What gift remains?

Some passages of Scripture, it feels, have been hollowed out because of frequent use in arguments and debates. What gift remains?

Genesis 1-2 are tired passages for most of us. For many, these ancient words have been dwindled down by beauty-breaking debates for so long that only their box remains. The gift inside was taken out long ago in order for us to make room for what we needed the passage to say in an argument or what we wanted the passage to say to protect a dearly held belief. I am guilty of this very thing. A season of my life was marked by reading these passages to remember the details that made my argument hang together. That is a sad season to remember. It pains me that my understanding of what the Scriptures are for had centered mainly on arguments.

But, for at least one student of mine, when she opened the box the gift was still there. As a class, we spent time reflecting on three questions as we read Genesis 1 and 2 separately. “Who is the main character of this story?” “Based on the literary elements you see, what genre of writing is this?” and “What do these stories reveal to us about God, creation, and humanity?”


As we read Genesis 2, I asked if the students were surprised to see God forming animals from the dust as possible companions for the human. There was not much discussion on this point, a point that I find endlessly intriguing. So, I pointed out that, perhaps, it reveals something about the way God desires us to view our co-creatures on this earth. Yes, we may have dominion, but these are still the creatures God first brought before humanity as fitting companions. They must be closer to us than we are inclined to think.

After class, one student came to the table where I was gathering papers into folders. She pulled a chair in front of the table and sat down. “Yes?” I said, turning my attention to her. I assumed, like the other students, she had questions about a quiz due at the end of the weekend or the assignment coming up next week. Instead, she exhaled and smiled. “My mind is exploding right now,” she explained.  She went on to detail that she’d never thought to wonder about why God made animals as possible companions. For her, the freedom to wonder about what this revealed about God – rather than about whether this detail might be used to argue your point – led her to a joyful new insight about who the God we worship is.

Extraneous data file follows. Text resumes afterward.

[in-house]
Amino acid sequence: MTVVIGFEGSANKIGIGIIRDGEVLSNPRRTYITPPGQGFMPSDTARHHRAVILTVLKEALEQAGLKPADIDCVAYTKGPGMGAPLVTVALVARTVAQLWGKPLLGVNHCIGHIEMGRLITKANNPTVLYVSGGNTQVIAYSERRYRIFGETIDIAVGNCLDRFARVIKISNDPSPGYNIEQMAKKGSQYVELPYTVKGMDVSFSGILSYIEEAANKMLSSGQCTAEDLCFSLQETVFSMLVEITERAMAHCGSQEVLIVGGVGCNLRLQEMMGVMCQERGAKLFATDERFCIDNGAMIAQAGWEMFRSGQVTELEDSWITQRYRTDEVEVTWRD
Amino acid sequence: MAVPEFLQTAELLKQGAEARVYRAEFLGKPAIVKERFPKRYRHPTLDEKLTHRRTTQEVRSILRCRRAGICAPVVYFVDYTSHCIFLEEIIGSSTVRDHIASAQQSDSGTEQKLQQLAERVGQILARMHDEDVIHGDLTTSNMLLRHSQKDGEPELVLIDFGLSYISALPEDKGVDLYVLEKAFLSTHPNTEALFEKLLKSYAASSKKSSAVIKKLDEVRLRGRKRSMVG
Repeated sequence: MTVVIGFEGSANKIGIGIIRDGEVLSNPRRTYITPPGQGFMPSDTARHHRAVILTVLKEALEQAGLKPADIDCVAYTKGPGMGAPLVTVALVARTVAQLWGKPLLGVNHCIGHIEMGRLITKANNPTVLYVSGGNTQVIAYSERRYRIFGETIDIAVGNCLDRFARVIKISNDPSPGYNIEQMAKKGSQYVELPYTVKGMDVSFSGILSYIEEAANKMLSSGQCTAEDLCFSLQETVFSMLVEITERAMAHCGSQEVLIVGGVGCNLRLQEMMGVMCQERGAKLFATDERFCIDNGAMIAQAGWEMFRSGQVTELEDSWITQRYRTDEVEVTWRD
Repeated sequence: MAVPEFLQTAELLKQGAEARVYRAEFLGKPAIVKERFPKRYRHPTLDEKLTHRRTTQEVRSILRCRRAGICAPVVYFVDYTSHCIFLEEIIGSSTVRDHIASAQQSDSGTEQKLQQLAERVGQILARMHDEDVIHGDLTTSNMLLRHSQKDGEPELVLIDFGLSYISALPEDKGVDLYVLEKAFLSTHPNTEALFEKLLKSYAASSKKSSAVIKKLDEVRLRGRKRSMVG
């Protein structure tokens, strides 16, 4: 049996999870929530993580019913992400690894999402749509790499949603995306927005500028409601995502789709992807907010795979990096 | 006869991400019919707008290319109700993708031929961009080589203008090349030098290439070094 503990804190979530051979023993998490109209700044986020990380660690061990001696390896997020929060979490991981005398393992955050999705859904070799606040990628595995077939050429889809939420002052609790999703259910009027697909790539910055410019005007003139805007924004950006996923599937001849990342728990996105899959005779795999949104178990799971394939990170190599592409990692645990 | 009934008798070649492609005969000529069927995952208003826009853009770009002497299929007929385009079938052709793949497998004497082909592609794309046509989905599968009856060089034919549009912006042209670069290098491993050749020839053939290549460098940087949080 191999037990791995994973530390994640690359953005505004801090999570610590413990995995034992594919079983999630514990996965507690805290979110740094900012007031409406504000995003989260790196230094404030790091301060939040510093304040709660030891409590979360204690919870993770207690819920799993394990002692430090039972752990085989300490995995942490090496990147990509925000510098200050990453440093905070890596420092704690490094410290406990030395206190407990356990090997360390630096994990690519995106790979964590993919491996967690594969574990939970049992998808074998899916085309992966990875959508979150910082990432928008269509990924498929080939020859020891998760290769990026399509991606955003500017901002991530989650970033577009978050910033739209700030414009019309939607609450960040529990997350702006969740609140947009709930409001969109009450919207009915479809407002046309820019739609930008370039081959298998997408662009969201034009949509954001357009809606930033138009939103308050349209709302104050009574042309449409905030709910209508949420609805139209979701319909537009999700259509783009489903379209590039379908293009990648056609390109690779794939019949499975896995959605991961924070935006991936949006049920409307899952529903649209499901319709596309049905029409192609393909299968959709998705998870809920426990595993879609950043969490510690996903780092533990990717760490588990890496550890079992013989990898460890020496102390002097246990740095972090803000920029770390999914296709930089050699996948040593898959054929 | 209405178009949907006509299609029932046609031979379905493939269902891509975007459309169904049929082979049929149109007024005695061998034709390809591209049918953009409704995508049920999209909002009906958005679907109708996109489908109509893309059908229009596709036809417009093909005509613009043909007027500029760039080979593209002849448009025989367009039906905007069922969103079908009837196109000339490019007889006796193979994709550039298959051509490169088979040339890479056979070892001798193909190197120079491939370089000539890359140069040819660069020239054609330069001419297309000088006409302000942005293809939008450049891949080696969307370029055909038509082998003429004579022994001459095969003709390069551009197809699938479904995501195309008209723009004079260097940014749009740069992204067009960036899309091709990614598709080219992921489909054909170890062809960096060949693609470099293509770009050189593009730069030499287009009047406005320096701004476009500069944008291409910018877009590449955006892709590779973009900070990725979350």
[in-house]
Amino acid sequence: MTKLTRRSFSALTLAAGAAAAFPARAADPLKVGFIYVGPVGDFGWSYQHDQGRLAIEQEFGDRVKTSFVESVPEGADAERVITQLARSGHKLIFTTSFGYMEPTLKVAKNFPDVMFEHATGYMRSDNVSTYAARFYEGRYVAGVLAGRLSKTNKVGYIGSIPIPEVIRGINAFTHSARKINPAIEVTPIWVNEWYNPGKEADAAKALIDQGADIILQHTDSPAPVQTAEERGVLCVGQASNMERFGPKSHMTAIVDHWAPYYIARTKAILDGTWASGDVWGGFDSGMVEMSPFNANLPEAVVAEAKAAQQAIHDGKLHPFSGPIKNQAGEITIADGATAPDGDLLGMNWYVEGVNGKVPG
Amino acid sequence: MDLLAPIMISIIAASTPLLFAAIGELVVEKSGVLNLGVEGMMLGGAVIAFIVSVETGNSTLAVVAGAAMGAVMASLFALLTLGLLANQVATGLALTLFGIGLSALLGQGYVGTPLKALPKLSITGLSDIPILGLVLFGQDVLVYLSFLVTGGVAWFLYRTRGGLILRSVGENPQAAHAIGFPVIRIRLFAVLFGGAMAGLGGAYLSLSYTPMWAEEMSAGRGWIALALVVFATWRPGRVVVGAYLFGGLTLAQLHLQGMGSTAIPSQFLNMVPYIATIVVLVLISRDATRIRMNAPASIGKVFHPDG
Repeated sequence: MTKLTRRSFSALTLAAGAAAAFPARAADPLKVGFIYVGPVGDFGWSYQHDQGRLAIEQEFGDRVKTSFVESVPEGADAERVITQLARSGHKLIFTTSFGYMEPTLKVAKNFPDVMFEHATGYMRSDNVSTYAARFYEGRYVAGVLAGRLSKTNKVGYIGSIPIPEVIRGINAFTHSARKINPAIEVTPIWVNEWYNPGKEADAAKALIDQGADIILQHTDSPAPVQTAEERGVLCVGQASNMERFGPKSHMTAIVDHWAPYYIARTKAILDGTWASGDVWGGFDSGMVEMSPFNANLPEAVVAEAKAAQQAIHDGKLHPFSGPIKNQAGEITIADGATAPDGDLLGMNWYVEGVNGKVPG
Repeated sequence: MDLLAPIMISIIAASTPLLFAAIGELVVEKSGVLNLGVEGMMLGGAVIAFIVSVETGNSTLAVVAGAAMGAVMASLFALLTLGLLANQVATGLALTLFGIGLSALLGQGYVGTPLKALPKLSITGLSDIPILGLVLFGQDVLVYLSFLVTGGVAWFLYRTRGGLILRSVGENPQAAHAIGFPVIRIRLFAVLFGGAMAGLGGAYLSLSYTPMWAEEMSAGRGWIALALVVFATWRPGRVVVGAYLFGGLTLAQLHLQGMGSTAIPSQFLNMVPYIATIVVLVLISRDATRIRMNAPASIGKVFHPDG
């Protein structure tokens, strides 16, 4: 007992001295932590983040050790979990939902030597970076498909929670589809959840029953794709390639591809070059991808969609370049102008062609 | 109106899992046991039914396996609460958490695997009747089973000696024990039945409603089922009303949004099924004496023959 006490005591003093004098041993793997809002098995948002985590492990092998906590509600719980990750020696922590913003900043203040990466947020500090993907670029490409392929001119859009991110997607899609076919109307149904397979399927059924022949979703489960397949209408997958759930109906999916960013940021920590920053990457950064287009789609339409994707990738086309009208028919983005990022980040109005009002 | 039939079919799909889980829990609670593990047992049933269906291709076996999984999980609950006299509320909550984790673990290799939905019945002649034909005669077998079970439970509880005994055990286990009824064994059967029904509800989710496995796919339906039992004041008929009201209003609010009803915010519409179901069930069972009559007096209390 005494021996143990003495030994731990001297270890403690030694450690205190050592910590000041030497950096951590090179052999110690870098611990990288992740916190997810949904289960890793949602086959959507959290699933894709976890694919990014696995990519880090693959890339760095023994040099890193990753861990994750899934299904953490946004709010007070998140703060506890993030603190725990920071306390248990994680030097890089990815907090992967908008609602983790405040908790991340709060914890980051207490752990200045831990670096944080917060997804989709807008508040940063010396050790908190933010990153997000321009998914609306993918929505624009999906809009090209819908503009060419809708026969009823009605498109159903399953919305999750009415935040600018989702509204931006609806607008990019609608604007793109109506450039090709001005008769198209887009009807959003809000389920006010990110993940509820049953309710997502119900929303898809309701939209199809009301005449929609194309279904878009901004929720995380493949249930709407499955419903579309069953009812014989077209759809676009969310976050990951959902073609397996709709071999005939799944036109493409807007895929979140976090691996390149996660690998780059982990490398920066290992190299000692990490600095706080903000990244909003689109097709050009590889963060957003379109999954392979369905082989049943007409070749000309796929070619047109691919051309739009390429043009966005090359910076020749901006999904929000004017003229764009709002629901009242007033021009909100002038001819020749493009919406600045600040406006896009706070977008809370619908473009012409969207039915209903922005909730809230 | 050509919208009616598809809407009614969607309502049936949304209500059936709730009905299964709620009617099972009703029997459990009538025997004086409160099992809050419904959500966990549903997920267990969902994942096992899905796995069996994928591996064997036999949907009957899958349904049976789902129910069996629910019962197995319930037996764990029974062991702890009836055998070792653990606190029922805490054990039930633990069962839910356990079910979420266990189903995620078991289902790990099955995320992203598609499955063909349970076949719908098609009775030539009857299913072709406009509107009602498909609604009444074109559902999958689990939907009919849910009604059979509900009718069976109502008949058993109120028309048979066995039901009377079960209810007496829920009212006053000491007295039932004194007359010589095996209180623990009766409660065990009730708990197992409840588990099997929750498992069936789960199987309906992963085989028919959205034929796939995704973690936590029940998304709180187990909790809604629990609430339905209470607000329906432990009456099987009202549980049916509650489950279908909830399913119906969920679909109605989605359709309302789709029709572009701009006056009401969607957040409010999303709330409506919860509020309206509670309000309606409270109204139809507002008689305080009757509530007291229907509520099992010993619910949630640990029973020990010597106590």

At the time, I made a judgment call not to press her to explain what she thought. I wanted only to affirm her joy of reading the Bible in a new way. I wonder, however, if what she’d recognized in the story was God’s desire to do things in a way that aren’t as efficient, in a way that makes God look a bit less omniscient, so that we might have a richer, fuller understanding of who God is, who we are, and who creation is to us. It reminds me of John Calvin’s suggestion that God, in a way, baby talks to us. That is the gift of reading Scripture time and again in faithful communities, isn’t it? Yes, sometimes we will need to debate and argue. But, the gift that is always being extended to us as we read the Scriptures is this: God has chosen to speak to us, not for God’s sake, but for ours.

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